Whatever you call it – estate, garage, rummage, tag, yard sale – staging a sale is a lot of work, but it’s often the most straightforward way to get rid of things fairly quickly while also raising funds. If the estate is substantial, you might want to hire a professional company to liquidate the assets. Very valuable items such as collectible art and rare or first edition books will likely fetch more money at auction (online or otherwise) than in an estate sale.
Also determined by address, Nextdoor is a free, private social network comprised of more than 156,000 neighborhood groups across the country. Each Nextdoor homepage includes a “For Sale & Free” section.
Caveats: Overwhelmingly, Buy Nothing, Craigslist and Nextdoor are perfectly safe ways in which to dispose of belongings. That said, never sell small, valuable items – such as desirable electronics or jewelry – anywhere but a public meeting place. Regardless of what you’re selling, at home or otherwise, always have one or two friends with you when meeting a buyer. This article has some additional tips on how safely to use online services to get rid of possessions.
Deseret Industries, Goodwill (whose website makes it easy to find the nearest donation site), Salvation Army, Society of St. Vincent de Paul and local, standalone thrift stores are all great places to donate. Many organizations will pick up goods, with varying restrictions and limitations. (If you’re planning to deduct donations, make certain that any shop you’re considering is a legitimate nonprofit organization and can provide a tax receipt.)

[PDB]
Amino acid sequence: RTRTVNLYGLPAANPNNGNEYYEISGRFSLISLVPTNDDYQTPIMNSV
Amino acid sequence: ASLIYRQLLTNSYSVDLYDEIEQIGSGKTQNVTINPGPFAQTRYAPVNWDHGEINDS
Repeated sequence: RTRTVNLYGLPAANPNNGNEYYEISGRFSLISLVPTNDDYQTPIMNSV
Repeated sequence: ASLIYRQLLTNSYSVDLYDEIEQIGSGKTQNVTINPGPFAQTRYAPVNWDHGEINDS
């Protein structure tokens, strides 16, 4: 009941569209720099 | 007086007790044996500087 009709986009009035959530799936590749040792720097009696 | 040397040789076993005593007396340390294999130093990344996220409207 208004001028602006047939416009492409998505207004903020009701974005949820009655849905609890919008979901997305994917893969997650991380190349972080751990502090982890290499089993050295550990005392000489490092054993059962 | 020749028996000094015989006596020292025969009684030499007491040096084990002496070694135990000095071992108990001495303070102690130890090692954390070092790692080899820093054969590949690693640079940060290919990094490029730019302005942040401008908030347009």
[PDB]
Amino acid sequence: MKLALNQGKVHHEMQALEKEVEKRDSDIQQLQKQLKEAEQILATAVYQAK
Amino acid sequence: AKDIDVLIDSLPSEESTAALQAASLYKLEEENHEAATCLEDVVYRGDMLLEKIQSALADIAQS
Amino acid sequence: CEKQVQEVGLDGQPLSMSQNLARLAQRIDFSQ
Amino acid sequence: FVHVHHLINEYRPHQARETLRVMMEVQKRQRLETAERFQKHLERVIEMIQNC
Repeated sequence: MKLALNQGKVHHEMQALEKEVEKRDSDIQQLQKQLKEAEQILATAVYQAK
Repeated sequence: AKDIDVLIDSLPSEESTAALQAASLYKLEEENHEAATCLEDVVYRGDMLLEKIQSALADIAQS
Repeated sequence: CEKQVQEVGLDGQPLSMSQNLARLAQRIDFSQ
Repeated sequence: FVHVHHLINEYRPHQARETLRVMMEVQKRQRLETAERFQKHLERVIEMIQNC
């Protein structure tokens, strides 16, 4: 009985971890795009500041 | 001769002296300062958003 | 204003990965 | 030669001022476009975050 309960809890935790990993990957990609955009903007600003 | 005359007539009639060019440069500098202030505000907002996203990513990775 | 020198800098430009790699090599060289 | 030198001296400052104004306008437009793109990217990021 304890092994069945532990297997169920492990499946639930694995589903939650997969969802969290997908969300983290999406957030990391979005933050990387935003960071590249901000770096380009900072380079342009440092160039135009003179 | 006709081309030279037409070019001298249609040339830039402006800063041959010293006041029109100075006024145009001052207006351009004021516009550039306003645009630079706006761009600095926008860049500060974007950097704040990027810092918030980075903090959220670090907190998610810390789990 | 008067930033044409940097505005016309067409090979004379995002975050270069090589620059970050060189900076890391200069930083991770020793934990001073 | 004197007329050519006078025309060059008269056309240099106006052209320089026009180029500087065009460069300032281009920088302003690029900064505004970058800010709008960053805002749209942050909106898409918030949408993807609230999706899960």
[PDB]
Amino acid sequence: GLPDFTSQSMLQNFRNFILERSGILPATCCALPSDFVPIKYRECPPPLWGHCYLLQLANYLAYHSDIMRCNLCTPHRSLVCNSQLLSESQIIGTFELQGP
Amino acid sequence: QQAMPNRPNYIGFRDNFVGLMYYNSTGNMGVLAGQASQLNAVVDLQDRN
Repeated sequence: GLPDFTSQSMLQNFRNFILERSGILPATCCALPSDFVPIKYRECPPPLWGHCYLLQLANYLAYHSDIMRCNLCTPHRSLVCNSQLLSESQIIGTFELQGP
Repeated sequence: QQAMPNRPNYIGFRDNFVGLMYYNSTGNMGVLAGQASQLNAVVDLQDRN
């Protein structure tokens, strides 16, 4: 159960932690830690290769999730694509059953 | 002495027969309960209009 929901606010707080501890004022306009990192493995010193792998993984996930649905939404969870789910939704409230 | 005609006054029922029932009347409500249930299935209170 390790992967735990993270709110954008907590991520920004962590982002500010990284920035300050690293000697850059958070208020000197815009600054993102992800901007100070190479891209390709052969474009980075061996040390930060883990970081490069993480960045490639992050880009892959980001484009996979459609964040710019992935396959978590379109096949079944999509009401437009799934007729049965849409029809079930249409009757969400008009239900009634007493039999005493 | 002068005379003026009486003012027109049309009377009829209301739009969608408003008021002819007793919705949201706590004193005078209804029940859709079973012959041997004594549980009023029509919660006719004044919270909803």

More About Donating vs. Selling:
What you do with your senior’s excess stuff may depend upon how much time you have. If you don’t feel confident researching valuations on your own, consider hiring a professional appraiser to help you determine what to donate, sell or simply throw away. (You don’t want to be that person who offloads a sloppy painting for $5 and later finds out it was a Jackson Pollock worth millions.) Should you need even more assistance, consider hiring a professional moving manager like Katie Munoz. An extreme option, sometimes unavoidable due to time or geographical constraints, is working with a dealer who offers a fixed price for the entire contents of a home – total liquidation – and the owner just walks away.
Established in July 2013, the Buy Nothing Project is, according to the website, growing by leaps and bounds. Designed to be “hyper-local,” it allows members, who join specific groups through Facebook based upon their physical address, to gift or receive unwanted items of every description.
Photograph cherished possessions and create an album, real or virtual, so that they can let go of the physical objects yet always have the memories of them close at hand. Go a step further and ask them to tell you the story of each item, which can be recorded, transcribed and included with the corresponding photo(s).
Do you have any advice for adult children whose parents are downsizing? We’d like to hear your tips in the comments below.